“Blair’s interest has been, and continues to be, others,” said former bishop C. Ray Miller (right), Board of Trustees chairman emeritus. Miller was bishop when Dowden was selected in 1991 to succeed Dr. Eugene Habecker. “When we first interviewed Blair Dowden, I saw him as a people-person. After 20 years, he continues to send cards and best wishes. Blair has been God’s man for HU at this time, and we have been extremely fortunate to have him stay with us for 20 years.”

Dowden came to Huntington at a key moment in its history. Most campus facilities were new, and a well-credentialed faculty was in place. But with only 614 students enrolled, Huntington struggled for name recognition and financial sustainability.

In his first report to the Board of Trustees, Dowden laid out a vision for making Huntington one of the top Christian colleges in the country. The plan called for “increased integration of Christianity in…all areas of institutional life.” Aggressive enrollment goals were based on the development of distinctive academic programs. The plan included increased financial support and greater public awareness of what Huntington had to offer. This vision was not about building an institution, but rather about equipping students to change the world.

Under Dr. Dowden’s leadership at Huntington University:

  • Enrollment has doubled.
  • The endowment has tripled.
  • Eight buildings have been constructed or remodeled.
  • The school has attracted a well-credentialed faculty.
  • The student body has become more ethnically diverse.
  • Academic programs were significantly expanded at all levels.
  • The EXCEL adult degree program started.
  • Some of the university’s largest and fastest-growing degree programs were launched during Dowden’s presidency, including nursing and digital media arts.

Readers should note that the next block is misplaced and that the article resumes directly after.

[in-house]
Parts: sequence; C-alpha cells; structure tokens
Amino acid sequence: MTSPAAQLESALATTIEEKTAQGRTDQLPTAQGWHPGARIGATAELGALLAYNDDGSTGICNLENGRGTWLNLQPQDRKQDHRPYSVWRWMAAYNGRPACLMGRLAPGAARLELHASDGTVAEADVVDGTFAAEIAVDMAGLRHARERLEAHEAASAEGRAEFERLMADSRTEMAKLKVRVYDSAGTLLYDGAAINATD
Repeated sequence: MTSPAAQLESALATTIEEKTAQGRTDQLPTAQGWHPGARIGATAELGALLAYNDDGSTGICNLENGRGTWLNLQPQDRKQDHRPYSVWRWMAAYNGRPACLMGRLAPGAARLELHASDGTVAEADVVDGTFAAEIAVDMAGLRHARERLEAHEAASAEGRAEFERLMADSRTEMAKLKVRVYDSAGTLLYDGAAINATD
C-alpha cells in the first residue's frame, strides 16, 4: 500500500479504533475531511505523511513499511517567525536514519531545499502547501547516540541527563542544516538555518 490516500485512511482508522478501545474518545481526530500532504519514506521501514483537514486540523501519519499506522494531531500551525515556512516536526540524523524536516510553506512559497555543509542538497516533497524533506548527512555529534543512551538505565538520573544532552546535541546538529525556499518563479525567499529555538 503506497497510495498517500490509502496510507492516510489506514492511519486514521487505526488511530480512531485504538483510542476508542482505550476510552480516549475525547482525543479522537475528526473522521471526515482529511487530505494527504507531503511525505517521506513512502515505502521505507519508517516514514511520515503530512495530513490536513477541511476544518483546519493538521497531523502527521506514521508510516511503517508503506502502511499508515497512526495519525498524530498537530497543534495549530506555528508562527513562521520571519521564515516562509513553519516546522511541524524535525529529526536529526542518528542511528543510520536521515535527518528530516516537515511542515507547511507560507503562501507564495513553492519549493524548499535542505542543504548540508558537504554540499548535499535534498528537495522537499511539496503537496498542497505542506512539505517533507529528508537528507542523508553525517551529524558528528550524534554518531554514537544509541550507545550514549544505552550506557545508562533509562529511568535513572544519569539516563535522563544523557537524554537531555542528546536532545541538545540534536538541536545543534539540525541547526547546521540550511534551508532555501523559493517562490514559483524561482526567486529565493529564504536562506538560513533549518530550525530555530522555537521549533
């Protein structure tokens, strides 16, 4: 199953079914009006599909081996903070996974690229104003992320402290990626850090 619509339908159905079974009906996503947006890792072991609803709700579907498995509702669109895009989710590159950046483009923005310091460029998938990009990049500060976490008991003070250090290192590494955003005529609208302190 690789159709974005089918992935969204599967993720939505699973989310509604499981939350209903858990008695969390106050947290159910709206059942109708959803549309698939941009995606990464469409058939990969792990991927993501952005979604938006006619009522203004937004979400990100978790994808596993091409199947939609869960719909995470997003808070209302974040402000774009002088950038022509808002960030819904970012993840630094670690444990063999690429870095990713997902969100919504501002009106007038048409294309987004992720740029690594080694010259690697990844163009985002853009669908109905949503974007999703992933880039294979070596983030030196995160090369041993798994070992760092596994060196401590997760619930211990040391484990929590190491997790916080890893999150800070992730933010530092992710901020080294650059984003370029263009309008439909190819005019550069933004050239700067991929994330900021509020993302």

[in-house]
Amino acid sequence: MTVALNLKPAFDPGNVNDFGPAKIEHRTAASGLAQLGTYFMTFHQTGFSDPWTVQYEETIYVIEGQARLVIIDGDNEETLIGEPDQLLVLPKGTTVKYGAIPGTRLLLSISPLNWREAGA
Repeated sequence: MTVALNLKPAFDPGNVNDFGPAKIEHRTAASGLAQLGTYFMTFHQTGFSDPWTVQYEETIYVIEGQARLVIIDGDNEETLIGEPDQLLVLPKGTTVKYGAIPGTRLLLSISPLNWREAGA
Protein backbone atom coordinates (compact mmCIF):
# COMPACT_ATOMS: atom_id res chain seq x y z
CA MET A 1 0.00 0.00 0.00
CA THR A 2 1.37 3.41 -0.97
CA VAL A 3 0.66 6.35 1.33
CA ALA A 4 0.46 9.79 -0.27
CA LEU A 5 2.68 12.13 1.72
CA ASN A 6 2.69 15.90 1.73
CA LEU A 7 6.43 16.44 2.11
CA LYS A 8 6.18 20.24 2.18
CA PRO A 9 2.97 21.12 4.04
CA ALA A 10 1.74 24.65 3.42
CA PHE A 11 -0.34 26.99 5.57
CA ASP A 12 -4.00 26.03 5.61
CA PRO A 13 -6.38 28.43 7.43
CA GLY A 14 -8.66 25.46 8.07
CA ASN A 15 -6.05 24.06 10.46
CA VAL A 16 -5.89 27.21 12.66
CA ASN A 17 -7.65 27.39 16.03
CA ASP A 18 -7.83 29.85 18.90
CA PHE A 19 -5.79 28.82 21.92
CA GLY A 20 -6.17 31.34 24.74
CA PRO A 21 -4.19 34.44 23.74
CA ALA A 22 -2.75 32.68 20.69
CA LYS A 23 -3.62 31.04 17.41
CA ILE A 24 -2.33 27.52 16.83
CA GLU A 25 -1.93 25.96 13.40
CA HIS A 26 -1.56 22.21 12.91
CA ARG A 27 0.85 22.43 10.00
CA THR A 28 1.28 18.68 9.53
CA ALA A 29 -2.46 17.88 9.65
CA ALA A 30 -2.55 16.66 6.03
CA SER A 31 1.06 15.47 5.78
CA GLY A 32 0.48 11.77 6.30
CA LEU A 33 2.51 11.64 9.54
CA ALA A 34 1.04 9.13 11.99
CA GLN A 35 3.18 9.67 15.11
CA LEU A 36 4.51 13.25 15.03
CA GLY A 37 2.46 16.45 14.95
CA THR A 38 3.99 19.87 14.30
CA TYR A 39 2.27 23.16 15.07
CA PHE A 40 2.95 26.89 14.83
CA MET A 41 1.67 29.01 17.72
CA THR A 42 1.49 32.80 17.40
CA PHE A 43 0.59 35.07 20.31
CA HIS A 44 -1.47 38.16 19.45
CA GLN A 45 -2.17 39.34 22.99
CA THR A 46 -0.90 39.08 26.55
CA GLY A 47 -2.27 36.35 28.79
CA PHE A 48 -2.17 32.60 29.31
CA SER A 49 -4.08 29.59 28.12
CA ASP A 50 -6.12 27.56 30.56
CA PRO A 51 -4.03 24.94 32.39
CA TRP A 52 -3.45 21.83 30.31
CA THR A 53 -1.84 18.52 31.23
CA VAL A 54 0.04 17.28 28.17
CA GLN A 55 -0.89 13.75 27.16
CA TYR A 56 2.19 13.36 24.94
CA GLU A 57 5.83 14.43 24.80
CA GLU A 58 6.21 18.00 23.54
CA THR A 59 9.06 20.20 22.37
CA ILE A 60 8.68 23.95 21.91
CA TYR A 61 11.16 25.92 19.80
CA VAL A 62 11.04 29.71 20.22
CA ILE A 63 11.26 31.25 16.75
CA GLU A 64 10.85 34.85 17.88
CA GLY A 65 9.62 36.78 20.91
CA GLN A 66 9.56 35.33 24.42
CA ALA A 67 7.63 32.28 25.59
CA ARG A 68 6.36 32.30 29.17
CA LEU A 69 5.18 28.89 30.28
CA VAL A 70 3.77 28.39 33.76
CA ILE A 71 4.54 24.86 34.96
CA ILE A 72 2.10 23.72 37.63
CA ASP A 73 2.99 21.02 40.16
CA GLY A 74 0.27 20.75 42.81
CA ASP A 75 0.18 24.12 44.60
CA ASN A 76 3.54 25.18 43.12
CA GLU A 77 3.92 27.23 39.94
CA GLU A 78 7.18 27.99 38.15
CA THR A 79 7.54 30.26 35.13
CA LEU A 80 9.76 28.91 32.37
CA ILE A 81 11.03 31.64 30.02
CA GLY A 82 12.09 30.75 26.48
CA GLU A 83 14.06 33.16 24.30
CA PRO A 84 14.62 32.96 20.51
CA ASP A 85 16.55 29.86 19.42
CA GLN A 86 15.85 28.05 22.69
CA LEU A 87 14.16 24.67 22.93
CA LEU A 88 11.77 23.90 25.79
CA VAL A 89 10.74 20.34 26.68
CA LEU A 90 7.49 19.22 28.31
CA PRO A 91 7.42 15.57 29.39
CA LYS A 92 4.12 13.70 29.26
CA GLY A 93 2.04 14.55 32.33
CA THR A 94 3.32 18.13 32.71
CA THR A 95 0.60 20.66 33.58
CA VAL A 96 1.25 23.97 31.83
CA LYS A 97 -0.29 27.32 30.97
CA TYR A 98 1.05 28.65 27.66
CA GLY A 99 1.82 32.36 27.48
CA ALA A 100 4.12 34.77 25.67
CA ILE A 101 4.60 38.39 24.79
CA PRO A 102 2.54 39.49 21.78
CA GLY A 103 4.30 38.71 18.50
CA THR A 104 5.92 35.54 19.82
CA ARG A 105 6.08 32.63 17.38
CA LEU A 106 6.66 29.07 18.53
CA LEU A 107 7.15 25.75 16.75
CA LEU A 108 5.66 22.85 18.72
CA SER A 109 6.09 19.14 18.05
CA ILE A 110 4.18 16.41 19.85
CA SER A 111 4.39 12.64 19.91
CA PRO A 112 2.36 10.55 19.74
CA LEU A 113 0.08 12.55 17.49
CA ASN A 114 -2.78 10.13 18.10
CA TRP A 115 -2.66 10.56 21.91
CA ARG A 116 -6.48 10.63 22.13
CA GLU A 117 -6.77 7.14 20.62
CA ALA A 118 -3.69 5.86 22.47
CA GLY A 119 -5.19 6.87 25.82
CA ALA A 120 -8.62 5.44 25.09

• The institution transitioned from “college” to “university” in 2005.

“Huntington University has a very bright future,” Dowden said. “The university has a compelling mission in Christ-centered higher education and a strategic vision for the future. Current initiatives — from the development of an occupational therapy doctoral program in Fort Wayne to the exploration of a branch campus in Arizona — demonstrate that Huntington University is nimble, entrepreneurial, and poised for further growth.”

Under Dowden’s leadership, Huntington University achieved a reputation for academic excellence, moving from the second tier to the Top 15 among Midwestern baccalaureate colleges ranked by U.S. News & World Report. Huntington was recognized five times on the magazine’s list of best values in the region. Huntington University has also earned recognition from The Princeton Review as a “Best Midwestern College.” Forbes includes Huntington on its elite list of “America’s Top Colleges.”